All the sleep-depriving attention, of course, is good for Boyles’ brand, the Kenlyn Kennels he owns with his ex-wife on the other side of the interstate, and for his sponsor, Royal Canin, a pet food company founded in France that has its U.S. headquarters in St. Charles, Missouri, near St. Louis.
“I’ve been running off adrenaline so I’m a little exhausted,” said Boyles, who is in San Antonio, Texas, for another dog show. “If this didn’t open the doors right up it sure oiled the ... hinges.”
Although, none of this was supposed to happen.
Rumor, named after the Adele song “Rumor Has It,” retired after last year’s Westminster show when she won the herding group only to see a German shorthaired pointer take home Best in Show and a Borzoi grab Reserve Best in Show. That led Boyles in April to artificially inseminate Rumor with semen from a prized German shepherd in Washington, D.C. Only it didn’t take. So instead of trying again in the fall, Boyles and his team of four other owners decided to give the show circuit another shot. That led to 11 show appearances beginning in January in Wisconsin, Ohio, Michigan and Virginia prior to Westminster,
After winning her group, Rumor, who had 103 Best in Show awards in her career, was one of the favorites at The Garden. She didn’t disappoint as she worked the floor with Boyles amid six other dogs, including an Irish setter that was ultimately named Reserve Best in Show. The others were a Norwegian elkhound, a Pekingese, miniature poodle, boxer and Norwich terrier.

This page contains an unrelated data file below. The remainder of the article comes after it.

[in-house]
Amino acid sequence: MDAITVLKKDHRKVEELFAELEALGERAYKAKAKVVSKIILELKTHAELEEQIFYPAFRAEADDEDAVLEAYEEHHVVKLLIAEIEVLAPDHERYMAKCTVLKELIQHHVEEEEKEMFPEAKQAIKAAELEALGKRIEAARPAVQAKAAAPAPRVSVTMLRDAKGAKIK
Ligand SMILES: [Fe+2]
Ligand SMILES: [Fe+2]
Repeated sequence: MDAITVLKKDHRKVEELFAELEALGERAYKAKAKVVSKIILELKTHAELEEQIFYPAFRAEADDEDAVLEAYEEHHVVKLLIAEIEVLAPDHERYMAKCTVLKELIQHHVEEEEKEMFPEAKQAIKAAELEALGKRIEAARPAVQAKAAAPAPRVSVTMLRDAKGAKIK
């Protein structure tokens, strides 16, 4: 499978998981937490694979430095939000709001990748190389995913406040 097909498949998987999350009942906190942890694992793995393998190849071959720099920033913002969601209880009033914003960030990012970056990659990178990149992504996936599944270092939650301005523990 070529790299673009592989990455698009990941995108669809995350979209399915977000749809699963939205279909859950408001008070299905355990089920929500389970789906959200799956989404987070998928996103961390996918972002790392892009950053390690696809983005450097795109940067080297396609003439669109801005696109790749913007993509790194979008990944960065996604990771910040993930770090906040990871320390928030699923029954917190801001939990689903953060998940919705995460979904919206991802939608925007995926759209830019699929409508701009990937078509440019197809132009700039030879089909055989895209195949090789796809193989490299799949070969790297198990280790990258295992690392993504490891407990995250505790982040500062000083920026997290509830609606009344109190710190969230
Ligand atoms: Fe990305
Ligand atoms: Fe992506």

Afterward, Boyles and Rumor were mobbed by media. They left the arena at about 12:30 a.m. Feb. 15 for a post-show party across the street before returning to the hotel at about 3 a.m.
They were up three hours later for their daylong media blitz that continued the following day. On the night of Feb. 16, they left New York and drove straight through back to Wisconsin.
“We knew she had potential,” Boyles said when asked if he saw a champion when Rumor was born. “We didn’t sell her. We knew she was good enough to be kept back to watch and work. We start the training process (early) so if it looks like at six months old they won’t be a superstar in the ring, we’ll place them in a companion home.”
Rumor’s show days are now over and this spring she will head to Washington, D.C., for a high-stakes hook-up designed to produce a litter of puppies. Each will likely sell for thousands of dollars.